I see Flex as the former and Central as the latter. Others may make cases that other technologies meet the same requirements, but while there are folks who can craft strong application development models (Microsoft's XAML, for instance) I think the latter requirement, the ubiquitous cross-platform runtime for rich apps, is darn near impossible to find.
I realize there are those in the DHTML world who would argue that the browser itself is a ubiquitous runtime, but in practice I have found that assertion to be false where rich apps are concerned, as even if browser inconsistencies are dismissed and even if the winner of the browser war does change course and does announce a future for the primary DHTML runtime (two very big 'ifs'), DHTML in browsers alone does not provide the data richness that I seek: namely, sophisticated offline storage and synchronization facilities, support for local service interaction as well as peer-based services and remote services, support for push models, etc.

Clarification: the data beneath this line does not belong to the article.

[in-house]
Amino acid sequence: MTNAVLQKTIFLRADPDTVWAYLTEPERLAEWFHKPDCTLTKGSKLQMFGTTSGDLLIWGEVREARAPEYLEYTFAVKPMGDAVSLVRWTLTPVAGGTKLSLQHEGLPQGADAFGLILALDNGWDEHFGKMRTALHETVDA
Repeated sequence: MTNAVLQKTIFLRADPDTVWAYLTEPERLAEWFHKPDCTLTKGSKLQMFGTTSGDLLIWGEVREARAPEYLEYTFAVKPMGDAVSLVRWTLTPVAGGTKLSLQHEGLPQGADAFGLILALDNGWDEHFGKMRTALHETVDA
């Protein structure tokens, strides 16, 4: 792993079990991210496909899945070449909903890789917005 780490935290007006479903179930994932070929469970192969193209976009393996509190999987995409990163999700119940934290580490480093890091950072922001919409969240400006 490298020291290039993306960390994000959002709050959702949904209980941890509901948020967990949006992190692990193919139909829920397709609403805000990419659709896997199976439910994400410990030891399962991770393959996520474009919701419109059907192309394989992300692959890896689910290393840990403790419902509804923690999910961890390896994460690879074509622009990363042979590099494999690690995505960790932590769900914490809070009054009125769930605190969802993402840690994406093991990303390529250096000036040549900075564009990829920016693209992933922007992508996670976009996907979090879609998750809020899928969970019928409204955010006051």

So powerful possibilities, post-1.0 for both Central and Flex, comes from uniting these two in deeper ways.
|Sean Neville is a software architect at Macromedia where he is focused on creating the Flex platform. His previous projects include the JRun application server and Flash-related products for J2EE and .NET. His experiences include membership in the JCP Executive Committee and numerous JSR expert groups; authoring articles, contributing to books, and speaking on enterprise topics; financial services app consulting; building doomed yet fun web startups; maintaining open source projects; and half-decent fiddling of Irish jigs and reels.|